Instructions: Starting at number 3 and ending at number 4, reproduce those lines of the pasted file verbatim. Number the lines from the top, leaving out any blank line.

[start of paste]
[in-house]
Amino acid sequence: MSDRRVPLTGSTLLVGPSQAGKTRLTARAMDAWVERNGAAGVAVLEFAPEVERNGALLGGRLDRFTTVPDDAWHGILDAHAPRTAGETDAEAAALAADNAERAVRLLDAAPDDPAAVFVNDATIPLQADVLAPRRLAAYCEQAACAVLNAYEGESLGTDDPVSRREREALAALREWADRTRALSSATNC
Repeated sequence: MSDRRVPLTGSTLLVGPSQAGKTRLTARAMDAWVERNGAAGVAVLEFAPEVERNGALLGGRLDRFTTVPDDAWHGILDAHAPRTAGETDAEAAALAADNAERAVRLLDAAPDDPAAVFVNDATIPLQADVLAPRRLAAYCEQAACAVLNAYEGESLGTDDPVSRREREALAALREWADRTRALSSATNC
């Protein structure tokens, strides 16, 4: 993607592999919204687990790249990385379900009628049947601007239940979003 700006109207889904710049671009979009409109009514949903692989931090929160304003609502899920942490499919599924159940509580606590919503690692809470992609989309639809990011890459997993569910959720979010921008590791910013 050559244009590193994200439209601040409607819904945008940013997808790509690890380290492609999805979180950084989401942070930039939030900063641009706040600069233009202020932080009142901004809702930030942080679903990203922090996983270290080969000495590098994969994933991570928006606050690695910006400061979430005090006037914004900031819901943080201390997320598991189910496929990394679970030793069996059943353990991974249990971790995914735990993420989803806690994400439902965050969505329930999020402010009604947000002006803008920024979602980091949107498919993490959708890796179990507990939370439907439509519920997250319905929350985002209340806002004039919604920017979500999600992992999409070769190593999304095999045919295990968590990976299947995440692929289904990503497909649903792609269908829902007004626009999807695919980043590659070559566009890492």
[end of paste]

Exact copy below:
Repeated sequence: MSDRRVPLTGSTLLVGPSQAGKTRLTARAMDAWVERNGAAGVAVLEFAPEVERNGALLGGRLDRFTTVPDDAWHGILDAHAPRTAGETDAEAAALAADNAERAVRLLDAAPDDPAAVFVNDATIPLQADVLAPRRLAAYCEQAACAVLNAYEGESLGTDDPVSRREREALAALREWADRTRALSSATNC
């Protein structure tokens, strides 16, 4: 993607592999919204687990790249990385379900009628049947601007239940979003 700006109207889904710049671009979009409109009514949903692989931090929160304003609502899920942490499919599924159940509580606590919503690692809470992609989309639809990011890459997993569910959720979010921008590791910013 050559244009590193994200439209601040409607819904945008940013997808790509690890380290492609999805979180950084989401942070930039939030900063641009706040600069233009202020932080009142901004809702930030942080679903990203922090996983270290080969000495590098994969994933991570928006606050690695910006400061979430005090006037914004900031819901943080201390997320598991189910496929990394679970030793069996059943353990991974249990971790995914735990993420989803806690994400439902965050969505329930999020402010009604947000002006803008920024979602980091949107498919993490959708890796179990507990939370439907439509519920997250319905929350985002209340806002004039919604920017979500999600992992999409070769190593999304095999045919295990968590990976299947995440692929289904990503497909649903792609269908829902007004626009999807695919980043590659070559566009890492």